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  • Containing Gold: institutional attempts to define and constrict the values of gold objects

Oakley, Peter, 2011, Conference or Workshop, Containing Gold: institutional attempts to define and constrict the values of gold objects at Itineraries of the Material, Goethe Universitaet, Frankfurt am Main, 7-8 Oct 2011.

Abstract or Description:

Gold objects have, for at least 2,500 years, been exploited as an instrument in the extension and consolidation of central authority across the West, as well as playing a crucial role in the demonstration of personal and institutional power and status. This reliance has generated anxieties on the part of hegemonic groups, due to the symbolic and practical implications of unsanctioned or disruptive actions on the part of unaligned actors. As a consequence, concerted (and at times draconian) efforts have been made to construct, maintain and police a system of value attribution that supports the hegemonic perspective through force of law, technological processes and social conventions.
Focussing on the United Kingdom (but including a selection of relevant negotiations and interactions with other European nation-states), this paper will explore how such systems rely heavily on materialising abstract values through the imposition of specific features on the gold objects in question. It will also demonstrate the extent to which these institutionalised systems require and support particular spatial pathways which become mandatory for gold objects to undertake. The paper will consider to what extent such systems display a tendency to colonise new territories, other classes of objects and other materials, as well as how aspects of the system under discussion have inadvertently fostered new, alternative regimes of value.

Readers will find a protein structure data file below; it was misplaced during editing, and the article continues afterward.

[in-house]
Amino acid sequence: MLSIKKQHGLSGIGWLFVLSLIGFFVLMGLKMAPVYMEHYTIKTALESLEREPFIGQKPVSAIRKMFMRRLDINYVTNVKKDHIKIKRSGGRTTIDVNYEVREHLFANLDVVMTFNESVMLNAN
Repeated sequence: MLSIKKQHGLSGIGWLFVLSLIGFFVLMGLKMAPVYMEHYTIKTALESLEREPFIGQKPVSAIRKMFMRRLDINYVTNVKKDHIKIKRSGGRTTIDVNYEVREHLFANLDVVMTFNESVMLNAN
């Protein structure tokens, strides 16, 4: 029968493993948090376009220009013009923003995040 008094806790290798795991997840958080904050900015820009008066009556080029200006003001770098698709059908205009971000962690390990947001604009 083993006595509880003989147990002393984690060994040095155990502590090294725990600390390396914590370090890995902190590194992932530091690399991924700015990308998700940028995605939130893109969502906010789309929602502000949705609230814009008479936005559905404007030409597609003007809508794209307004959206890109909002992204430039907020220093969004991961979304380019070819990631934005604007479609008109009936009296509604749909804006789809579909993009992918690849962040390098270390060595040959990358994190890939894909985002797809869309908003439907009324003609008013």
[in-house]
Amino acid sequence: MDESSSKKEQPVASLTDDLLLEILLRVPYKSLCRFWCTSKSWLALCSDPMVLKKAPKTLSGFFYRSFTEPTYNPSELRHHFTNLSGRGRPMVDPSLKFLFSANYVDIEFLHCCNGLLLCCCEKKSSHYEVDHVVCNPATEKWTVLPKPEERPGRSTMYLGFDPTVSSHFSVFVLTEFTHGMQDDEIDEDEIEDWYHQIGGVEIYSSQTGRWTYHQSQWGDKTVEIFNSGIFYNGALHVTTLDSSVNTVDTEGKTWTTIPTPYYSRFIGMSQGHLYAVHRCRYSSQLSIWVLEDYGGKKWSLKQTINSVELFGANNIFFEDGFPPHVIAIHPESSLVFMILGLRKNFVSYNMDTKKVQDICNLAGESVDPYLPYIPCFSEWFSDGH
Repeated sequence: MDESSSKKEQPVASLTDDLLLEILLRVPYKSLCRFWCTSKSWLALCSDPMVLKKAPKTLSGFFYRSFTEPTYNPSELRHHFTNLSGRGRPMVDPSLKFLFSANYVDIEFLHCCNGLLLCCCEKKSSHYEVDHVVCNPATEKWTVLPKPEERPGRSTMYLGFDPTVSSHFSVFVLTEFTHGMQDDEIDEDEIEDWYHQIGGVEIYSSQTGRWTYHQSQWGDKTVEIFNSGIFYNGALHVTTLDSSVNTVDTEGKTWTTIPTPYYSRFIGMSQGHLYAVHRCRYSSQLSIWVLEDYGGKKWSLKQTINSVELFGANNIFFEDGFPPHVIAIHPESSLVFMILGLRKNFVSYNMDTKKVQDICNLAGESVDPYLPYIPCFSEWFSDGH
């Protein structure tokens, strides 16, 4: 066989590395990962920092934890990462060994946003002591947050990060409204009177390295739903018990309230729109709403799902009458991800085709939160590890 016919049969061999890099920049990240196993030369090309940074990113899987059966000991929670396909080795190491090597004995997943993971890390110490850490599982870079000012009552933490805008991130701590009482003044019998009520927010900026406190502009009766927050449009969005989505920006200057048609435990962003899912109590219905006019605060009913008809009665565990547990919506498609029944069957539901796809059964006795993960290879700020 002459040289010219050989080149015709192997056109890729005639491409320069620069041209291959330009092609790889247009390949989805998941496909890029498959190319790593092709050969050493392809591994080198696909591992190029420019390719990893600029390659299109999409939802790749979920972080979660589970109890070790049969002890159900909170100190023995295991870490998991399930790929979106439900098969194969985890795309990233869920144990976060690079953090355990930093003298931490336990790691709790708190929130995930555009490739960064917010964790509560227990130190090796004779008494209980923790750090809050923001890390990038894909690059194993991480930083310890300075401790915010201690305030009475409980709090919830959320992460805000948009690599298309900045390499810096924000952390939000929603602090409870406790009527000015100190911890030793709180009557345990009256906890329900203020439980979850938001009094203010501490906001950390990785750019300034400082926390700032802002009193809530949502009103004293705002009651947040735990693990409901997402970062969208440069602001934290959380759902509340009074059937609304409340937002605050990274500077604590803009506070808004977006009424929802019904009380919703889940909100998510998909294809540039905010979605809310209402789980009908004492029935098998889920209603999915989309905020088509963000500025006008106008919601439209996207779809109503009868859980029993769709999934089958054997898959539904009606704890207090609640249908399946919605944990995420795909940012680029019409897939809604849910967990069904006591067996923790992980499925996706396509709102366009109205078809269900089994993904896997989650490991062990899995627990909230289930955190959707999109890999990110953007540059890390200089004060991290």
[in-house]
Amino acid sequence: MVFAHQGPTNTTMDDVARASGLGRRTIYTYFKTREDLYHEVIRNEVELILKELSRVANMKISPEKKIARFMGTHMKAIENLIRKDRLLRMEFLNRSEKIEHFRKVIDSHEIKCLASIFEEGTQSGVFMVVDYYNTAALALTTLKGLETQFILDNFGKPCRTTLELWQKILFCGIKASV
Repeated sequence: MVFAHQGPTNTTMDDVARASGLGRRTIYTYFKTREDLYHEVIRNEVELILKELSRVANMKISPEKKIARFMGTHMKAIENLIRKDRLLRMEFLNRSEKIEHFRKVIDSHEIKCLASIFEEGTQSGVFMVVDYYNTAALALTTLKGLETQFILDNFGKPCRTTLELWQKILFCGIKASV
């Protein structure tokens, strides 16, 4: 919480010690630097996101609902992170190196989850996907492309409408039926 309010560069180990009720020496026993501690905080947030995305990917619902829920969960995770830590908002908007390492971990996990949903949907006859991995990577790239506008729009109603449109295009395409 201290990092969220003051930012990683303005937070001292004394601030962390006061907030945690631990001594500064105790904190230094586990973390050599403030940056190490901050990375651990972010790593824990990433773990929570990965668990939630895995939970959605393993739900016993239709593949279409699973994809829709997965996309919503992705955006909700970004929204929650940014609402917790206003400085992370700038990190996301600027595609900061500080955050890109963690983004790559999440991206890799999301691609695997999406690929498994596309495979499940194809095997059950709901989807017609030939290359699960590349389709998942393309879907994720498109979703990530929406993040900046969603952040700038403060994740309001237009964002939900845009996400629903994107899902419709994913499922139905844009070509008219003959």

Subjects: Other > Social studies > L600 Anthropology
Other > Social studies > L600 Anthropology > L610 Social and Cultural Anthropology
School or Centre: School of Material
Date Deposited: 21 Oct 2016 14:34
Last Modified: 21 Oct 2016 14:34
URI: http://researchonline.rca.ac.uk/id/eprint/1996

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